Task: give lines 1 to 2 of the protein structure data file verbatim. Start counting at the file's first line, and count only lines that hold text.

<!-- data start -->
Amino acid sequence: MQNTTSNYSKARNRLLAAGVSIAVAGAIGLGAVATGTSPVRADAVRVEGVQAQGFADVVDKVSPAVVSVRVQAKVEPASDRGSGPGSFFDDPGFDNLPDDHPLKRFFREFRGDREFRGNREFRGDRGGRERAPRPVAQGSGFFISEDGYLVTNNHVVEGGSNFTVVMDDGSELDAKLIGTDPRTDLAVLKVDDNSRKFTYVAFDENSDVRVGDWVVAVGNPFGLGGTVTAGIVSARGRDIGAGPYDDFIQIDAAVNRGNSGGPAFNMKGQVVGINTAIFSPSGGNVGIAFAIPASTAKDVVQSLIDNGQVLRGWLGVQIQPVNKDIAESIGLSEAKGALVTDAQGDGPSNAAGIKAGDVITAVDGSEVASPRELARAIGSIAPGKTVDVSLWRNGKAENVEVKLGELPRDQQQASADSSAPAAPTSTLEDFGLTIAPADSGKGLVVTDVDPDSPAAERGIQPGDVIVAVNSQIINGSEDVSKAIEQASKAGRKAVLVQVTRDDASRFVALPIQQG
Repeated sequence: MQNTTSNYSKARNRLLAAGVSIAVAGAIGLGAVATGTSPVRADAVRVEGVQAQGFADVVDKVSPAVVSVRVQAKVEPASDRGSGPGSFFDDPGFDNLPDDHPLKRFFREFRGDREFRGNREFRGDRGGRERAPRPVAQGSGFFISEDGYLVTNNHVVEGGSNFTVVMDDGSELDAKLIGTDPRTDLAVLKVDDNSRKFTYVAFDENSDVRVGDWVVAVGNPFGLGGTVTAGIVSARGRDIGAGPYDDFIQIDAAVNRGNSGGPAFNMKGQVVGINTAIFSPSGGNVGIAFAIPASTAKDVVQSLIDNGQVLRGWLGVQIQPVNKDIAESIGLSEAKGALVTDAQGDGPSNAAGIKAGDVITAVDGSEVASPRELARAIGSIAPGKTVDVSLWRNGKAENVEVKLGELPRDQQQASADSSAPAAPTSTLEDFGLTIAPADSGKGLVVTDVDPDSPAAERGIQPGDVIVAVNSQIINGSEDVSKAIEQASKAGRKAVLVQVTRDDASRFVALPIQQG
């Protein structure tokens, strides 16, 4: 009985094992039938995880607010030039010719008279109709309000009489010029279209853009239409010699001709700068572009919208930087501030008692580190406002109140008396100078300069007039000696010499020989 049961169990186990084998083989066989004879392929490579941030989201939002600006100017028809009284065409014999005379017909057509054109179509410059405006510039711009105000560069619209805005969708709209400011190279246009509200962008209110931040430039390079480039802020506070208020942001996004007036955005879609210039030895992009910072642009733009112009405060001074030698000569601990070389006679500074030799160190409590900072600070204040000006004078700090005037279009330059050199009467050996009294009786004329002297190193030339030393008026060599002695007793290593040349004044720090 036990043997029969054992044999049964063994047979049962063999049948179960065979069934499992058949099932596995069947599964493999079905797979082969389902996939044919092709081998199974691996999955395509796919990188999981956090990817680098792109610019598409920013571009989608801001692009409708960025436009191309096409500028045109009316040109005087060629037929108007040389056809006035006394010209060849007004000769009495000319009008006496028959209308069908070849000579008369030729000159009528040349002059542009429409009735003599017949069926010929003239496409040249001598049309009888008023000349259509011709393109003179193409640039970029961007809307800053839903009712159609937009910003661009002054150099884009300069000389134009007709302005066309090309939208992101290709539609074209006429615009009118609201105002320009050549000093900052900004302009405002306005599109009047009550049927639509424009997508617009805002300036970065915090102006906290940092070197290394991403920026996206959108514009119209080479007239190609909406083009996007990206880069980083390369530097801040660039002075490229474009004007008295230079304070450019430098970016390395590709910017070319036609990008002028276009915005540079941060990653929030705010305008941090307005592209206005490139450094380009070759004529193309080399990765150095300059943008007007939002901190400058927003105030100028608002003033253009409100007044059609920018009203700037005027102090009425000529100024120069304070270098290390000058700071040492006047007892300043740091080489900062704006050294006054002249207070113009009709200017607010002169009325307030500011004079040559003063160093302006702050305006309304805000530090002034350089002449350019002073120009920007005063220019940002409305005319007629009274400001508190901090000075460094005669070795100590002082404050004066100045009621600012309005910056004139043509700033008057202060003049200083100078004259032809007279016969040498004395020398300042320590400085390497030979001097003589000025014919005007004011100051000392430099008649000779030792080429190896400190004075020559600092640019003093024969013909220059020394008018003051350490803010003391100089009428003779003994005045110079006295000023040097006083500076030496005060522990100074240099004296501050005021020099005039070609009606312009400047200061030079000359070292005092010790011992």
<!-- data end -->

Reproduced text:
Amino acid sequence: MQNTTSNYSKARNRLLAAGVSIAVAGAIGLGAVATGTSPVRADAVRVEGVQAQGFADVVDKVSPAVVSVRVQAKVEPASDRGSGPGSFFDDPGFDNLPDDHPLKRFFREFRGDREFRGNREFRGDRGGRERAPRPVAQGSGFFISEDGYLVTNNHVVEGGSNFTVVMDDGSELDAKLIGTDPRTDLAVLKVDDNSRKFTYVAFDENSDVRVGDWVVAVGNPFGLGGTVTAGIVSARGRDIGAGPYDDFIQIDAAVNRGNSGGPAFNMKGQVVGINTAIFSPSGGNVGIAFAIPASTAKDVVQSLIDNGQVLRGWLGVQIQPVNKDIAESIGLSEAKGALVTDAQGDGPSNAAGIKAGDVITAVDGSEVASPRELARAIGSIAPGKTVDVSLWRNGKAENVEVKLGELPRDQQQASADSSAPAAPTSTLEDFGLTIAPADSGKGLVVTDVDPDSPAAERGIQPGDVIVAVNSQIINGSEDVSKAIEQASKAGRKAVLVQVTRDDASRFVALPIQQG
Repeated sequence: MQNTTSNYSKARNRLLAAGVSIAVAGAIGLGAVATGTSPVRADAVRVEGVQAQGFADVVDKVSPAVVSVRVQAKVEPASDRGSGPGSFFDDPGFDNLPDDHPLKRFFREFRGDREFRGNREFRGDRGGRERAPRPVAQGSGFFISEDGYLVTNNHVVEGGSNFTVVMDDGSELDAKLIGTDPRTDLAVLKVDDNSRKFTYVAFDENSDVRVGDWVVAVGNPFGLGGTVTAGIVSARGRDIGAGPYDDFIQIDAAVNRGNSGGPAFNMKGQVVGINTAIFSPSGGNVGIAFAIPASTAKDVVQSLIDNGQVLRGWLGVQIQPVNKDIAESIGLSEAKGALVTDAQGDGPSNAAGIKAGDVITAVDGSEVASPRELARAIGSIAPGKTVDVSLWRNGKAENVEVKLGELPRDQQQASADSSAPAAPTSTLEDFGLTIAPADSGKGLVVTDVDPDSPAAERGIQPGDVIVAVNSQIINGSEDVSKAIEQASKAGRKAVLVQVTRDDASRFVALPIQQG